A major contention in reform negotiations is a change to state law to permit lump sum settlements of claims. Washington, one of the few remaining state-run work comp monopoly systems, is also one of the few states that don't permit lump sum settlements.
Rep. Deborah Eddy, D-Kirkland, a sponsor of a lump sum settlement bill, said she thinks that allowing compromise and release agreements would address a legitimate problem with the state’s workers’ compensation system. Without any settlement mechanism, the number of open claims continues to climb and that requires an increasing amount of reserves in the accident and medical aid funds.
Washington is finding out what the insurance industry has always known through actuarial calculations - that the life of a comp claim outlives the financial life of the investment vehicle it rides on. If a claim can not be settled out the need for increases in rates and premiums ultimately outpaces the present value of claims due to the exponential rise in open claims and medical inflation.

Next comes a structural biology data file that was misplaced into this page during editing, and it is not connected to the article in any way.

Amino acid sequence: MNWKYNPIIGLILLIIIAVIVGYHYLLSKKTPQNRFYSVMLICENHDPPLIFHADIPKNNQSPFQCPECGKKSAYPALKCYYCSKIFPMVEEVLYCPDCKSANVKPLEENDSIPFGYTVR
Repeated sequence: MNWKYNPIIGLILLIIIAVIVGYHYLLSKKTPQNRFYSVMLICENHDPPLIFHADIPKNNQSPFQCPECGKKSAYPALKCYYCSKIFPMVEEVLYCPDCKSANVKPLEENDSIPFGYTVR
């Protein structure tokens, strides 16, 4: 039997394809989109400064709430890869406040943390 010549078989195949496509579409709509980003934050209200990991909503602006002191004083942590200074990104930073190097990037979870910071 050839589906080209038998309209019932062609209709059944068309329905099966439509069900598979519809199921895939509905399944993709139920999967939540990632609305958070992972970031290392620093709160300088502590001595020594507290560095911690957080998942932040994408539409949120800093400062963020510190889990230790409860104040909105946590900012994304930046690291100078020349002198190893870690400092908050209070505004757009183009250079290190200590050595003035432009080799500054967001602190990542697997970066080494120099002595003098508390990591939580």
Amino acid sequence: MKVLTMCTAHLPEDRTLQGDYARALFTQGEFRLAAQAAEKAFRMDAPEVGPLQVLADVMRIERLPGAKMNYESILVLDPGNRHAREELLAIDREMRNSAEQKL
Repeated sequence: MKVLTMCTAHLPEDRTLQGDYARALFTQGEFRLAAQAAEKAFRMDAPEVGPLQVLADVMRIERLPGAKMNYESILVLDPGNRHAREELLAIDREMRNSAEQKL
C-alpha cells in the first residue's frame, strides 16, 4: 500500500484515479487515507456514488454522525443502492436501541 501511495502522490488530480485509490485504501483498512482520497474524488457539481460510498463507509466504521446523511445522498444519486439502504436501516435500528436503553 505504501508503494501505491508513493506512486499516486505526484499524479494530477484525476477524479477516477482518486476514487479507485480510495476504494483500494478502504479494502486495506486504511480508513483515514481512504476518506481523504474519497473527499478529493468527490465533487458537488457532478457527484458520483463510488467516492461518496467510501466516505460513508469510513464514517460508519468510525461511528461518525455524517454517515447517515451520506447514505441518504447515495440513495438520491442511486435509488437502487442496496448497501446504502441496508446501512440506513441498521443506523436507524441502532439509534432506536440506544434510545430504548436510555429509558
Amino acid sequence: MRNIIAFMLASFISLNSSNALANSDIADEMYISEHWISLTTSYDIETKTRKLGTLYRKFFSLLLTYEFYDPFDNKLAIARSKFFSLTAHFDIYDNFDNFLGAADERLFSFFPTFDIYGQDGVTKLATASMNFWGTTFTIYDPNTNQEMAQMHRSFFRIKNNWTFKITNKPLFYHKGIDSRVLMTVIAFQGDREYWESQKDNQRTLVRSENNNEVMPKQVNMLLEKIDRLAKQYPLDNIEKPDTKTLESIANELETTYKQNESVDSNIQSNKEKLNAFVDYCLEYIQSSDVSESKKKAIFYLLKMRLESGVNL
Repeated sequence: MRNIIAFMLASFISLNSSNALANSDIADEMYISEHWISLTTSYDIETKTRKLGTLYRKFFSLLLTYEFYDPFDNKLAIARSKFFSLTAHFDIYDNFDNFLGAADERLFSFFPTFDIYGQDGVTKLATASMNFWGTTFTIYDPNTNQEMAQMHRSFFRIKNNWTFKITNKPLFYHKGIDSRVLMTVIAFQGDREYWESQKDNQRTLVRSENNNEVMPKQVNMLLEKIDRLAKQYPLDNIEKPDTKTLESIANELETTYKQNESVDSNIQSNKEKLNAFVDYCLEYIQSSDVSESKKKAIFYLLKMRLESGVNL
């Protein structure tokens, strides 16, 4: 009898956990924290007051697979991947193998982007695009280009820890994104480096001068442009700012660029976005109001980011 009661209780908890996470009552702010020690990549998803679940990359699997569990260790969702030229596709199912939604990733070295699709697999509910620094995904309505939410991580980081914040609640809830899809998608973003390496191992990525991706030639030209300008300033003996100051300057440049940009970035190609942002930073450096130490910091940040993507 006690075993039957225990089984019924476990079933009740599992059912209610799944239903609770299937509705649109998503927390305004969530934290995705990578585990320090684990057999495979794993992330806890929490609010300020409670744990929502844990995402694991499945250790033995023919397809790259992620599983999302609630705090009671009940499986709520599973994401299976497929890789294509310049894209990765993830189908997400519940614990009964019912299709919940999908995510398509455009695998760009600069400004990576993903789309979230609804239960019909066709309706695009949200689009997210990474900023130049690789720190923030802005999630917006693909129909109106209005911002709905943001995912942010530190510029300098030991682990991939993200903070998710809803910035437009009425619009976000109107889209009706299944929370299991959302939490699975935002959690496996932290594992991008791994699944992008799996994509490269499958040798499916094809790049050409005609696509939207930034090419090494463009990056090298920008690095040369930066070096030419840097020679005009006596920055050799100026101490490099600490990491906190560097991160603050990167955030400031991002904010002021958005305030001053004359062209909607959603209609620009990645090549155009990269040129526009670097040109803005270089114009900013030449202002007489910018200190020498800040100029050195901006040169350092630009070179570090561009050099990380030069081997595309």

While Washington has been raising rates with double digit increases over the past years, it still has held back adequate rate increases, instead relying upon cash in various funds to provide the money. Now the state is facing depletion of those funds because the size of the claim pool has outpaced investment rates.
Curiously, in light of the recent Health Care Reform law that prohibits discrimination in health care insurance based on pre-existing conditions, Labor in the state opposes lump sum settlement of the medical portion of claims.
While settling only the indemnity portion of claims would save some money, medical needs to be part of the settlement for any meaningful savings since medical expenses comprise well over half of all claim expenses.
The WorkCompCentral story by our reporter Greg Jones on this show down was published today: "Comp Reform Showdown Looms for Special Session".